Writing the Scene Transition

A subtle maneuver.

How can I write a scene transition?

A short while ago, an acquaintance of mine, who had been thinking about becoming a writer for several years, finally made an attempt at writing a novel. As usual, I insisted that before attempting a novel it is imperative to practice writing short stories, but to each their own. Right?

Anyway, through an email discussion, I received the following:

My problem is that my character just got through reading a letter while in school. That’s how one chapter ends. I want to start a new chapter on an entirely new day, but I’m not sure how to transition. Examples would be appreciated. Also, I’m aware that this question may be hard to understand. Thanks!

I knew right away the best method to observe—just start the new chapter.

You see, there's no need to provide readers with every minute of a character's daily life. If you need to, start the new chapter by saying something like the following:

John rolled out of bed the following morning.

It’s important to consider that readers need only know what they need to know. Redundant, I know, but that’s how it is.

Now, this example is far and away the simplest method for resolving the situation, and without reading my acquaintance’s book, and without being in her head, and knowing what she plans on writing next, I am obviously limited in my ability to respond, however, I want to delve a little deeper for the sake of my fellow readers.

To begin with, a scene transition, at its most basic level, is an idea that ties one scene into another. Scene transitions can occur from one paragraph to the next, between numerous pages, or between chapters. In some cases, they might even occur between the parts of a book, but this is an odd case, and I’d rather abstain from advising anyone to attempt a transition between books that have multiple parts; it’s the equivalent of advising someone on writing scene transitions between chronological volumes of a series, so we’ll keep it simple.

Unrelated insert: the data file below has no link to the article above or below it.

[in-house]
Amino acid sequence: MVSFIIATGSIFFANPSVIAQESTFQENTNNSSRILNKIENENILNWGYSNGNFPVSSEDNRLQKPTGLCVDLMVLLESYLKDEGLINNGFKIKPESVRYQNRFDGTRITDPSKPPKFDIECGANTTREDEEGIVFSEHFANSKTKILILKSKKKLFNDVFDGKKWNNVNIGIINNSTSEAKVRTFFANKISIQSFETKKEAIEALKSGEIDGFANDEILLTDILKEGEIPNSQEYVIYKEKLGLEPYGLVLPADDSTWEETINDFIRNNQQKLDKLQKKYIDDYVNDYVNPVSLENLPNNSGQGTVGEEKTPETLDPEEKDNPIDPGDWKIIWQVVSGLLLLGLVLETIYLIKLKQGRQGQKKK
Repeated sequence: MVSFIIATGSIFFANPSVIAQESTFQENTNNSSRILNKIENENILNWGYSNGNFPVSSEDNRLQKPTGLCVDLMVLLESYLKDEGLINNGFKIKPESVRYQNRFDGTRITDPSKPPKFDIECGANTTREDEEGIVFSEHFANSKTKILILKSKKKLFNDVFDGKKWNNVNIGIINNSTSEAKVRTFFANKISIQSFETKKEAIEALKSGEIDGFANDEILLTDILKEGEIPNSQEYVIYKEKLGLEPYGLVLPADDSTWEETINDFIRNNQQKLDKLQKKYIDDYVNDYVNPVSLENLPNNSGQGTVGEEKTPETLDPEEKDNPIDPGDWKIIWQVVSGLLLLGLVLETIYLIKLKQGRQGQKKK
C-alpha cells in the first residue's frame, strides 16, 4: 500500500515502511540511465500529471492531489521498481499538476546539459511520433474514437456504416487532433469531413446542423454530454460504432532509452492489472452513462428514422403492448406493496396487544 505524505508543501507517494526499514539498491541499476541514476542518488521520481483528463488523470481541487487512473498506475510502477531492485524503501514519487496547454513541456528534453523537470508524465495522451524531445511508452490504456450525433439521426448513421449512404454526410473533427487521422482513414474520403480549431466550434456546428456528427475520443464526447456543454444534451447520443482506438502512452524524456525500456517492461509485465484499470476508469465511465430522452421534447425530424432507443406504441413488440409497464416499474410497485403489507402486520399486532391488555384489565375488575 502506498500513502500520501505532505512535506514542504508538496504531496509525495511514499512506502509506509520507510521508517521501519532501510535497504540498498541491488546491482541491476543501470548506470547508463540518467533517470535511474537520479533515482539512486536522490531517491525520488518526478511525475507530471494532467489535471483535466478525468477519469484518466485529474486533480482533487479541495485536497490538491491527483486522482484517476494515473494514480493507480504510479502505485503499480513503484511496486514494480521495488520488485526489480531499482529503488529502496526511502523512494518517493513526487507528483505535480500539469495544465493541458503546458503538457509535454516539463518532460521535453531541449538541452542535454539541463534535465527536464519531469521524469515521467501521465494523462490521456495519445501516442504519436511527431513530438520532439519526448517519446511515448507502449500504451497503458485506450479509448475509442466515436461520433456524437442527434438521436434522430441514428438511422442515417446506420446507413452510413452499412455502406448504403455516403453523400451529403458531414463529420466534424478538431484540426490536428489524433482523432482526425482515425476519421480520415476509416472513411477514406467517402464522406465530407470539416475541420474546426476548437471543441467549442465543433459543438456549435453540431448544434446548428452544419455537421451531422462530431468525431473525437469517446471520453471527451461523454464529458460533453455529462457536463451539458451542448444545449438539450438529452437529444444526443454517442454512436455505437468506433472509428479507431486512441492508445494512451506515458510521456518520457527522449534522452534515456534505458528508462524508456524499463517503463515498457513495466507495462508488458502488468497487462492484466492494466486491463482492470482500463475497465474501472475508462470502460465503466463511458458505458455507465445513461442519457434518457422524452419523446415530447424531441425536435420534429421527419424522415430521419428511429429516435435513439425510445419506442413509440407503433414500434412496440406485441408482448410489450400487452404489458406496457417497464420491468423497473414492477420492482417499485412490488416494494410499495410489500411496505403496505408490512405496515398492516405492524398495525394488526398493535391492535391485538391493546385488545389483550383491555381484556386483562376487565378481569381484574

Let’s assume we’re writing a book about a boy who has lost his dog.

Johnny woke up at dawn to walk Ranger. Before even chugging his glass of O.J., he ran out onto the porch and immediately noticed the big hole in the screen. Ranger was nowhere in sight. A pang of uncertainty hit the young boy like a brick to the gut.

“Ranger! Come here, boy! Ranger?” Johnny shouted and bolted beyond the screen door, ran down the gravel driveway, and scanned the street.

Okay, you guys with me? The scene has been set: the boy has awoken to find his dog missing, and he’s taken the first step in the search. Now, we’ll assume that from one paragraph to the next there is a sort of scene transition.

Let’s assume that Johnny really wants to find Ranger, but it’s Monday, and it’s time for school. Obviously, he has to go to school, and he doesn’t have time to search for the pooch, so I advise the following:

Only a moment later, his mother shuffled over to him; her slippers made barely a sound even on the gravel walk. “Johnny, honey, what happened?”

“It’s Ranger, Mom. He’s gone!”

She saw the look of distress in his eyes. “Your father and I will look for him. Go get ready for school.”

“Um…okay…”

That day in school edged on by slower than molasses.

That’s it. That’s all one needs. Let’s recap, now.

In the first scene, Johnny woke up, noticed his dog was gone, and began to look for him. In the next scene, presumably, Johnny comes home to either find the dog retrieved or still missing; that depends on what kind of a turn the story takes, but the transition was created by a few bits of dialogue, and then the single sentence that stated Johnny went to school.

Following that sentence, it can simply be stated that Johnny comes home.

That day in school edged on by slower than molasses. It was after three in the afternoon when Johnny hopped off the bus. He immediately ran inside only to learn that Ranger was still missing.

In the above paragraph, the transition is still created by the single sentence. The following two sentences are used to set up the next scene, whatever it may be, however, a scene transition might require more complicated steps, but that depends on the complexity of the scenes and the novel.